Washington — Your chances of being killed in a traffic crash involving booze depend partly on the state where you're driving, a government study shows.
South Carolina, Montana and Louisiana have the highest rates of alcohol-related traffic deaths, said the National Highway Traffic Safety Administration study released Wednesday.
Nationally the rate of deaths in alcohol-related crashes dropped by more than half since 1982 - from 1.64 per 100 million miles driven to 0.63 per 100 million last year - according to the federal government's most comprehensive look at drunken-driving accidents in the past two decades.
NHTSA tracked the locations of fatal alcohol-related accidents down to the county level. While the death toll is higher in the most populated counties, the state-by-state death rates show that gains in the fight against drunken driving have been widely disparate across the country.
Drivers in South Carolina, for example, are more than three times more likely to die in alcohol-related traffic accidents than drivers in Vermont or New York. Those states have the lowest death rate behind Utah, which has a large Mormon population and closely controls the sale of most alcohol.
Puerto Rico's alcohol-related death rate is higher than any state's - 1.38 per 100 million vehicle miles traveled during 2001. Besides South Carolina, the states of Montana and Louisiana and the District of Columbia also have rates of more than one death for every 100 million vehicle miles traveled in the state.
NHTSA compiled the state-by-state statistics to encourage states at the bottom of the rankings to get tough on drivers who drink. The agency and law enforcement nationwide say they will crack down on drunken and drugged drivers with sobriety checkpoints and increased patrols Friday through Jan. 5, the kickoff to a yearlong effort to curb impaired driving.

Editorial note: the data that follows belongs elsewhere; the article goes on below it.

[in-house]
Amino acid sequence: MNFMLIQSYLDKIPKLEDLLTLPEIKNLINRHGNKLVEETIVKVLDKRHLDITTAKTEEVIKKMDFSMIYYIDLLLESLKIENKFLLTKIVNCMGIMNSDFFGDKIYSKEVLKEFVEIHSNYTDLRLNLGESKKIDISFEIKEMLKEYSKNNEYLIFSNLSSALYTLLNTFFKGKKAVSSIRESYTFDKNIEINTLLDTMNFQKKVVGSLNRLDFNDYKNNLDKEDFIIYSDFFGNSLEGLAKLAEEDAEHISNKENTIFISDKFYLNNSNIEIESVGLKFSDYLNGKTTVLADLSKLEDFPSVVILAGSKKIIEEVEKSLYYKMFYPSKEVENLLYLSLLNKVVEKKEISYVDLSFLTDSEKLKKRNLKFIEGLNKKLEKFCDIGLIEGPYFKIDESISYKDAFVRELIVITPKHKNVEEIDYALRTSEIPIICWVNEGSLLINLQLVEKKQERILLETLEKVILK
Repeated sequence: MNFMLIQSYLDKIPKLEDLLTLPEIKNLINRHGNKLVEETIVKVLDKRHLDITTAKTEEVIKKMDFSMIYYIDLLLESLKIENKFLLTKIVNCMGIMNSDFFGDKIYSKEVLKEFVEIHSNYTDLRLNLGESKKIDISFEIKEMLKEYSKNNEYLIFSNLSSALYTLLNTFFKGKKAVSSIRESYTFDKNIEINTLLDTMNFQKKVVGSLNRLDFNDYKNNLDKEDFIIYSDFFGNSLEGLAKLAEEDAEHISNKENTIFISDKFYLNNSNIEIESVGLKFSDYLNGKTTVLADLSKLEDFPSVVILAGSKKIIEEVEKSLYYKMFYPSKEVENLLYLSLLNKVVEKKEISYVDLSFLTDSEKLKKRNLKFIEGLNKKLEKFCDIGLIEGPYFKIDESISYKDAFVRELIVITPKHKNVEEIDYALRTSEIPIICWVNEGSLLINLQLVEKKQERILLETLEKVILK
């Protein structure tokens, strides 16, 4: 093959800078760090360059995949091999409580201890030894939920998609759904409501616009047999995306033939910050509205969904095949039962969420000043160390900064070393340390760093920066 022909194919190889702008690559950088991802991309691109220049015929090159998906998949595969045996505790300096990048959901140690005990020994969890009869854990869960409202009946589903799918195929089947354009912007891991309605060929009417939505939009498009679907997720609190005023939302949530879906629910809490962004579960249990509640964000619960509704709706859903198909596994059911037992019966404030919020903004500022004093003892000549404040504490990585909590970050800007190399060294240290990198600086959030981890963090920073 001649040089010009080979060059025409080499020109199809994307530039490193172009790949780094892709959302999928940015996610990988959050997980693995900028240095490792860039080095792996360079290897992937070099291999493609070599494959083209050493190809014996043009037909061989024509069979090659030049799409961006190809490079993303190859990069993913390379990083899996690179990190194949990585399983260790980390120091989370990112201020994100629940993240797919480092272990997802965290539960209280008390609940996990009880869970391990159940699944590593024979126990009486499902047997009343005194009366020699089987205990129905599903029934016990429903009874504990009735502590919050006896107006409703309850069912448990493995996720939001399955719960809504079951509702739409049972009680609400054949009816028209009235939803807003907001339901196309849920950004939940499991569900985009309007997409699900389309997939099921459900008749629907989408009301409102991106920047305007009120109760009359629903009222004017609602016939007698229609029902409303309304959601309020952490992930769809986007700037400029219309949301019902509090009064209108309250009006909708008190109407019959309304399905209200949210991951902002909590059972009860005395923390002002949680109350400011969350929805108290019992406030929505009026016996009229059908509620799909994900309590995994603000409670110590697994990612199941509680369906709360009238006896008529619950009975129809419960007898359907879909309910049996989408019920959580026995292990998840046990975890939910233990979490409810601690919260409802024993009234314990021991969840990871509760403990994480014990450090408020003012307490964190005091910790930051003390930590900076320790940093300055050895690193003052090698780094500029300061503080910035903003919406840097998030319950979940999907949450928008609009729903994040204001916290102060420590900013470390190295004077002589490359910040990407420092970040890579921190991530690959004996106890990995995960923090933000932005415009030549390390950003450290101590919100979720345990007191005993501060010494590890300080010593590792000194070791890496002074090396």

Jeffrey Runge, the agency's administrator, said socially responsible drivers had learned not to drink before getting on the road, but public safety messages had been ignored by others. Those who continue to drink and drive are typically young men who guzzle beer until they have a very high blood-alcohol level and then refuse to wear a seat belt, he said.
"We know who they are, but they're a very recalcitrant group of people," he said. "That's why law enforcement really is the only countermeasure we've got that will be effective with those people."
NHTSA defines a fatal alcohol-related accident as any that occurred where a driver, pedestrian or cyclist had alcohol detected in their blood. In most states, it is legal to drive with less than 0.08 percent blood-alcohol content.
In 1982, U.S. traffic deaths connected to alcohol use totaled 26,173, or 60 percent of all U.S. traffic deaths.
In the early 1980s, President Reagan formed a Presidential Task Force on drunken driving, Congress required states to raise the drinking age to 21 and the newly formed Mothers Against Drunk Driving began pushing for tougher anti-drinking legislation nationwide.
Tougher seat belt laws and improvements in vehicle safety and emergency medicine also helped lower numbers. Deaths linked to alcohol use fell nearly every year in the 1980s and 1990s, reaching a low of 16,572 in 1999.
The number of people killed in alcohol-related crashes has risen slightly of late. Last year, 17,448 were killed, accounting for 41 percent of all U.S. traffic deaths.